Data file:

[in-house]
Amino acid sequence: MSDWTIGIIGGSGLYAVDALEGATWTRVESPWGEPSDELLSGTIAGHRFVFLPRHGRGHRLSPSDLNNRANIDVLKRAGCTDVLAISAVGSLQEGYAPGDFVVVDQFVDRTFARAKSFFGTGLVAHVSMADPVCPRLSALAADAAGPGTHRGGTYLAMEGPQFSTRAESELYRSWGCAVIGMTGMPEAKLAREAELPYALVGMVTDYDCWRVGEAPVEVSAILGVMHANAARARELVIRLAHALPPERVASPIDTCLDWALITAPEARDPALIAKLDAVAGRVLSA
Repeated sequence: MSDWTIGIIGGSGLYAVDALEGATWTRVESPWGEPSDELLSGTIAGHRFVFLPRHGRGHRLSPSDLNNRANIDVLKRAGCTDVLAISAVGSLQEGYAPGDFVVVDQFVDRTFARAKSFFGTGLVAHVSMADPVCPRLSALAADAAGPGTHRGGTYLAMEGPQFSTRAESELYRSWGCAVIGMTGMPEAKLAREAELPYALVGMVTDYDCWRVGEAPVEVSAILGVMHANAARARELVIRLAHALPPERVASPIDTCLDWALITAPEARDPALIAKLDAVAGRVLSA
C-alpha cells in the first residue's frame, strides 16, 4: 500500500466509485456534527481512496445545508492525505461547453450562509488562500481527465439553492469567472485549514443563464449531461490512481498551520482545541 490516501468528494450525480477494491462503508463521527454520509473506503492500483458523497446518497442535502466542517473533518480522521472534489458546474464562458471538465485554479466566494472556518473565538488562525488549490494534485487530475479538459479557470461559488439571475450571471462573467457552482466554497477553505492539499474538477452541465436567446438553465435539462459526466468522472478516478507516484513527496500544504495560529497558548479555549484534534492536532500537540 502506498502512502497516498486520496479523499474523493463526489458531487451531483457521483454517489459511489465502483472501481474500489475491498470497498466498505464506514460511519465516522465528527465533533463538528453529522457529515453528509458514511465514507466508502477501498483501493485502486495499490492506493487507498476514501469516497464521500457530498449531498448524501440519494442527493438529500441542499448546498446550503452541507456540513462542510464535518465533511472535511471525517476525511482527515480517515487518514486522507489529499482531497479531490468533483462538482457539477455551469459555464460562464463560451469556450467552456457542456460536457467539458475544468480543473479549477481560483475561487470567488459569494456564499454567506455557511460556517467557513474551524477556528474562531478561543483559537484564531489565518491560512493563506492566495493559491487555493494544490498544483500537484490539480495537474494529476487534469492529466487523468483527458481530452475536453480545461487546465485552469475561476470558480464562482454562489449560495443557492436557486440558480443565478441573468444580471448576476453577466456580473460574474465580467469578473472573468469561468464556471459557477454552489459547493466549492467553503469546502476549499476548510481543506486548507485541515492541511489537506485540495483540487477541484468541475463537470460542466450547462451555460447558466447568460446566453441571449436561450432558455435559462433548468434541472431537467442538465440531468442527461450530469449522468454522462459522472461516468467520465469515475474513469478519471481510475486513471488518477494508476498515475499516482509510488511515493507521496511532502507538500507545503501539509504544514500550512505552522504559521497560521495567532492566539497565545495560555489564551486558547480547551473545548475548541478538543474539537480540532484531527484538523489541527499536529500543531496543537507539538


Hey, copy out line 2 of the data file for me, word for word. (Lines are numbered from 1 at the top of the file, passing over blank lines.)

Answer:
Amino acid sequence: MSDWTIGIIGGSGLYAVDALEGATWTRVESPWGEPSDELLSGTIAGHRFVFLPRHGRGHRLSPSDLNNRANIDVLKRAGCTDVLAISAVGSLQEGYAPGDFVVVDQFVDRTFARAKSFFGTGLVAHVSMADPVCPRLSALAADAAGPGTHRGGTYLAMEGPQFSTRAESELYRSWGCAVIGMTGMPEAKLAREAELPYALVGMVTDYDCWRVGEAPVEVSAILGVMHANAARARELVIRLAHALPPERVASPIDTCLDWALITAPEARDPALIAKLDAVAGRVLSA